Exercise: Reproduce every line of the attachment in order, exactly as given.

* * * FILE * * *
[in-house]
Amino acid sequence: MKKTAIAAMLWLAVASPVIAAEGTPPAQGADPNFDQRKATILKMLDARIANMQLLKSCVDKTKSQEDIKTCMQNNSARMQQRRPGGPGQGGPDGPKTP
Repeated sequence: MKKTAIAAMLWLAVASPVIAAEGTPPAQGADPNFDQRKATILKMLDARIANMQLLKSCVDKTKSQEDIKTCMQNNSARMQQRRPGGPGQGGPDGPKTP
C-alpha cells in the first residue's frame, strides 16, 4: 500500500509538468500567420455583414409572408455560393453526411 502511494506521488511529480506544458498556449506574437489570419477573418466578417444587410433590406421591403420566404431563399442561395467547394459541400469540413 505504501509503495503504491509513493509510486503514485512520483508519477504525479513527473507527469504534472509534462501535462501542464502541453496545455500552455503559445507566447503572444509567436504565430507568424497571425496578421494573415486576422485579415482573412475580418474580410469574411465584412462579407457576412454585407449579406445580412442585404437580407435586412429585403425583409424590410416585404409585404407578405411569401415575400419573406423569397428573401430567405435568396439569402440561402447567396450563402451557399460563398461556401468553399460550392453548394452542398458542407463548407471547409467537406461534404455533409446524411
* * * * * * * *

[in-house]
Amino acid sequence: MKKTAIAAMLWLAVASPVIAAEGTPPAQGADPNFDQRKATILKMLDARIANMQLLKSCVDKTKSQEDIKTCMQNNSARMQQRRPGGPGQGGPDGPKTP
Repeated sequence: MKKTAIAAMLWLAVASPVIAAEGTPPAQGADPNFDQRKATILKMLDARIANMQLLKSCVDKTKSQEDIKTCMQNNSARMQQRRPGGPGQGGPDGPKTP
C-alpha cells in the first residue's frame, strides 16, 4: 500500500509538468500567420455583414409572408455560393453526411 502511494506521488511529480506544458498556449506574437489570419477573418466578417444587410433590406421591403420566404431563399442561395467547394459541400469540413 505504501509503495503504491509513493509510486503514485512520483508519477504525479513527473507527469504534472509534462501535462501542464502541453496545455500552455503559445507566447503572444509567436504565430507568424497571425496578421494573415486576422485579415482573412475580418474580410469574411465584412462579407457576412454585407449579406445580412442585404437580407435586412429585403425583409424590410416585404409585404407578405411569401415575400419573406423569397428573401430567405435568396439569402440561402447567396450563402451557399460563398461556401468553399460550392453548394452542398458542407463548407471547409467537406461534404455533409446524411